Granted, “Swamp Thing” is a clunky adaptation of the DC Comics protagonist, which over time turned into a trippy, adult comic book (or “graphic novel” as they say nowadays). One could see a “Swamp Thing” movie made today being a graphic and surreal affair (and Warner did try a short-lived series a few years ago which netted decent reviews before being quickly canceled), but back in ‘82, the property was filmed as a straight monster flick — with too much talk and not enough action (almost certainly the result of a meager production budget). It’s not a total slog in the swamp, however: Barbeau’s performance and some hammy work from villainous Louis Jourdan do partially overcome the movie’s sluggish pace.

MVD’s all-new Collector’s Edition UHD/Blu-Ray combo serves up both cuts (1.85) in remastered transfers, the UHD boasting Dolby Vision HDR and the result is a nice, natural looking image that breathes new life into the movie. The original mono sound is fine, but the big takeaway is how detailed the image is, even if the low-budget roots of this production are more plain to see than ever as a result. The transfers were licensed through MGM and presumably were both sourced from European prints as they each open with the Joe Harnell-composed United Artists logo (UA released the film overseas while Embassy handled domestic distribution).

Extras include two commentaries carried over from the Shout release featuring Wes Craven and makeup artist William Munns, respectively. Also included are the Shout interviews which feature Barbeau, who discusses working on the film and with Craven, and also notes her surprise over seeing her topless nudity after signing a contract that prohibited it (obviously the reason why MGM pulled the initial DVD release of the picture, and why that “uncensored” version was never formally released in the U.S. until now). There’s also a 13-minute talk with “Swamp Thing” creator Len Wein, along with an interview with co-star Reggie Batts, plus two featurettes from the 88 Films UK Blu-Ray, one examining the character’s comic book origins, “Swamp Screen: Designing DC’s Main Monster,” and “From Krug to Comics: How the Mainstream Shaped a Radical Genre Voice” featuring Kim Newman. Photo galleries and the trailer round out a slipcover-adorned release with a collectible mini-poster also on-hand. Highly recommended for all Swampies!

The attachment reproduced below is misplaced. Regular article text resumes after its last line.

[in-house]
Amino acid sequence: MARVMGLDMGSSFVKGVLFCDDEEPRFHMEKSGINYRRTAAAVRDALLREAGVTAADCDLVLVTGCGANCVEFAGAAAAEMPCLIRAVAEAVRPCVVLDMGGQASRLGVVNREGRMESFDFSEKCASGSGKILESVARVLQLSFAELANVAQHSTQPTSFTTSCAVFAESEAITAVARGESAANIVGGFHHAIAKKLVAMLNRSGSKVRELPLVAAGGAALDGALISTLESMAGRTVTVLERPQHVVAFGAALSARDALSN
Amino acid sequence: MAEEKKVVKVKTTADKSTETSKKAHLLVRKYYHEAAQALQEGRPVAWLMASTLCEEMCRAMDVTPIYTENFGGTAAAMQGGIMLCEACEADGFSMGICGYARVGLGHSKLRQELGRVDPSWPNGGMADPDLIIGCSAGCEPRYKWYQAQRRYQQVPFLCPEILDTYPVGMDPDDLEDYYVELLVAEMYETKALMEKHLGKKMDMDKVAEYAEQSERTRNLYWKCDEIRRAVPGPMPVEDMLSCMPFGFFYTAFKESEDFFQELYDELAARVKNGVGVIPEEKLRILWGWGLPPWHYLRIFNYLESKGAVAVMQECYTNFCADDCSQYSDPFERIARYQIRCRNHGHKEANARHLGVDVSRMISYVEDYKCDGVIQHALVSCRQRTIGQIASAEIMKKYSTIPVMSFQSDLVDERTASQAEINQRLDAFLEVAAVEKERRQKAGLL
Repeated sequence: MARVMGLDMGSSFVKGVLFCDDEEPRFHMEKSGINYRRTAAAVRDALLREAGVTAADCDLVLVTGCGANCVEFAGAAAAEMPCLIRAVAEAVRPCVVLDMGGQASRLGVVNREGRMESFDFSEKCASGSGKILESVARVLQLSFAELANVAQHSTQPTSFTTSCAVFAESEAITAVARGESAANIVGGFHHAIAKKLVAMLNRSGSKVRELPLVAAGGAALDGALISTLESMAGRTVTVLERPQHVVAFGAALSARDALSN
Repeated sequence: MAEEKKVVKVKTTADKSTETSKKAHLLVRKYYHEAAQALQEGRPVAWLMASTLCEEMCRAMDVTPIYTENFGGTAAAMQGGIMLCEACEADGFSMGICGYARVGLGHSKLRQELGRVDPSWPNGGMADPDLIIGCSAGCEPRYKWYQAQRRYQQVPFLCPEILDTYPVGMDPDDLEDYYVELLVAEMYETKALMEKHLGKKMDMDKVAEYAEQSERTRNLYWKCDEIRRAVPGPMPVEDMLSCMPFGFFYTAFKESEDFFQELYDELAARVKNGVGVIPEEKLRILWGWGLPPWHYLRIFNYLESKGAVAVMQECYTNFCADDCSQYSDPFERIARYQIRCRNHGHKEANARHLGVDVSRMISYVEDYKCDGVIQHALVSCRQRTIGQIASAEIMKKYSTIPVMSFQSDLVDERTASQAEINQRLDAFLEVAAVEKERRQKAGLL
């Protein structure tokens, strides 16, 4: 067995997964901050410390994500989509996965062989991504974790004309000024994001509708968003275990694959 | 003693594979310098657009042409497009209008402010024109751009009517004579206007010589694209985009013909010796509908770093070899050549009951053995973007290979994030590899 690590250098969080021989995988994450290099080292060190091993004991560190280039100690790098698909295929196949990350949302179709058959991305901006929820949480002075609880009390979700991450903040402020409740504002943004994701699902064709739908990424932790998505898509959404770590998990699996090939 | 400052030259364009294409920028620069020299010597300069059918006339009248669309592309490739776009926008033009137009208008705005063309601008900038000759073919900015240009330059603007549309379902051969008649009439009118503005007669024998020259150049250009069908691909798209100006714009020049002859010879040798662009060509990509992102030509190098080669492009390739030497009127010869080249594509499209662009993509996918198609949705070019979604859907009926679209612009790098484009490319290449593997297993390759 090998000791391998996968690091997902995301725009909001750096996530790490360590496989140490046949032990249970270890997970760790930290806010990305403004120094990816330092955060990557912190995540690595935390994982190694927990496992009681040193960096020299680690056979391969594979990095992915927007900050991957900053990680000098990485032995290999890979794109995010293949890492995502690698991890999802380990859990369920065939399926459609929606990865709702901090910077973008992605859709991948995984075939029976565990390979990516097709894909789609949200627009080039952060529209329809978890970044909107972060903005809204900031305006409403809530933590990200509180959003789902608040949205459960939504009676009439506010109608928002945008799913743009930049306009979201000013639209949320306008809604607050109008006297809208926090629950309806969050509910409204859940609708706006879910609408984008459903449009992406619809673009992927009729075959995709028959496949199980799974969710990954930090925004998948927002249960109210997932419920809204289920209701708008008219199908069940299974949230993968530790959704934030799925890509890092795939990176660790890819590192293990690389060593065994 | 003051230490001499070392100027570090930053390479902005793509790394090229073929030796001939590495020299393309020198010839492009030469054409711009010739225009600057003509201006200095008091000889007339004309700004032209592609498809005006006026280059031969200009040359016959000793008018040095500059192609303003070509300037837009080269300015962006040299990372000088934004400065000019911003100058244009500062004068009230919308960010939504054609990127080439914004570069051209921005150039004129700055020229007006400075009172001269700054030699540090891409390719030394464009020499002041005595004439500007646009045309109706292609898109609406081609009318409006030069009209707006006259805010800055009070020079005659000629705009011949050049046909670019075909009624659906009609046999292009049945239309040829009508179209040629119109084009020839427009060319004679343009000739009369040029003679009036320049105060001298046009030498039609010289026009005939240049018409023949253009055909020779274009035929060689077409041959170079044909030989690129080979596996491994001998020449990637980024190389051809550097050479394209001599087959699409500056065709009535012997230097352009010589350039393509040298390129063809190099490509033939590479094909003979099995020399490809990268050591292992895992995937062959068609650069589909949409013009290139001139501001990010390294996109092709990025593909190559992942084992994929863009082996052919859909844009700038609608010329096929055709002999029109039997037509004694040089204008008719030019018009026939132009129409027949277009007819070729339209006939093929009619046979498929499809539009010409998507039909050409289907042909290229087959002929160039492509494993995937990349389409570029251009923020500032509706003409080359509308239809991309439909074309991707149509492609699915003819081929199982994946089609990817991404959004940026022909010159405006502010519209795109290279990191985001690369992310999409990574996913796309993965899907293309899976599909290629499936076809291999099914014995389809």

Another sparkling 4K UHD available this month is THE RANOWN WESTERNS, Criterion’s celebration of genre star Randolph Scott’s partnership with director Budd Boetticher. The tandem turned out some seven films together with their five Columbia efforts restored here in spectacular Dolby Vision HDR presentations with unsurpassed clarity and spotless encoding.